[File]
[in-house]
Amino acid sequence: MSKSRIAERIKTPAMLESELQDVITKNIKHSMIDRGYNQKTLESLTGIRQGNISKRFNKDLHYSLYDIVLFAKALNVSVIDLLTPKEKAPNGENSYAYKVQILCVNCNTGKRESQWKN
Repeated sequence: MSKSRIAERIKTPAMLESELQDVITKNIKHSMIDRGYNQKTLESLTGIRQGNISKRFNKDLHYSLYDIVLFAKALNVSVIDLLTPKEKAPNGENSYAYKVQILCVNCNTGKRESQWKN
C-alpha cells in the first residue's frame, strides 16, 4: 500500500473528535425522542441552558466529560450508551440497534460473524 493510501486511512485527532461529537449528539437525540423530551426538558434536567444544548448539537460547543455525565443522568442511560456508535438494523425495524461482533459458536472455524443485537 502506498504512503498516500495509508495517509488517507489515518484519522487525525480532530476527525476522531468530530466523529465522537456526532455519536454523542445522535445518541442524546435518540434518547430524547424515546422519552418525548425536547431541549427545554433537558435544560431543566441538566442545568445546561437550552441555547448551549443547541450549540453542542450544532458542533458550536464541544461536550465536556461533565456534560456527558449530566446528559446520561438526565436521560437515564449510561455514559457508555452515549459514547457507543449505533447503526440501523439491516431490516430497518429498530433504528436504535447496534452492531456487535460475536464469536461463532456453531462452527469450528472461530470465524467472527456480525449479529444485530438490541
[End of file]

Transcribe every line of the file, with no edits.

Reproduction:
[in-house]
Amino acid sequence: MSKSRIAERIKTPAMLESELQDVITKNIKHSMIDRGYNQKTLESLTGIRQGNISKRFNKDLHYSLYDIVLFAKALNVSVIDLLTPKEKAPNGENSYAYKVQILCVNCNTGKRESQWKN
Repeated sequence: MSKSRIAERIKTPAMLESELQDVITKNIKHSMIDRGYNQKTLESLTGIRQGNISKRFNKDLHYSLYDIVLFAKALNVSVIDLLTPKEKAPNGENSYAYKVQILCVNCNTGKRESQWKN
C-alpha cells in the first residue's frame, strides 16, 4: 500500500473528535425522542441552558466529560450508551440497534460473524 493510501486511512485527532461529537449528539437525540423530551426538558434536567444544548448539537460547543455525565443522568442511560456508535438494523425495524461482533459458536472455524443485537 502506498504512503498516500495509508495517509488517507489515518484519522487525525480532530476527525476522531468530530466523529465522537456526532455519536454523542445522535445518541442524546435518540434518547430524547424515546422519552418525548425536547431541549427545554433537558435544560431543566441538566442545568445546561437550552441555547448551549443547541450549540453542542450544532458542533458550536464541544461536550465536556461533565456534560456527558449530566446528559446520561438526565436521560437515564449510561455514559457508555452515549459514547457507543449505533447503526440501523439491516431490516430497518429498530433504528436504535447496534452492531456487535460475536464469536461463532456453531462452527469450528472461530470465524467472527456480525449479529444485530438490541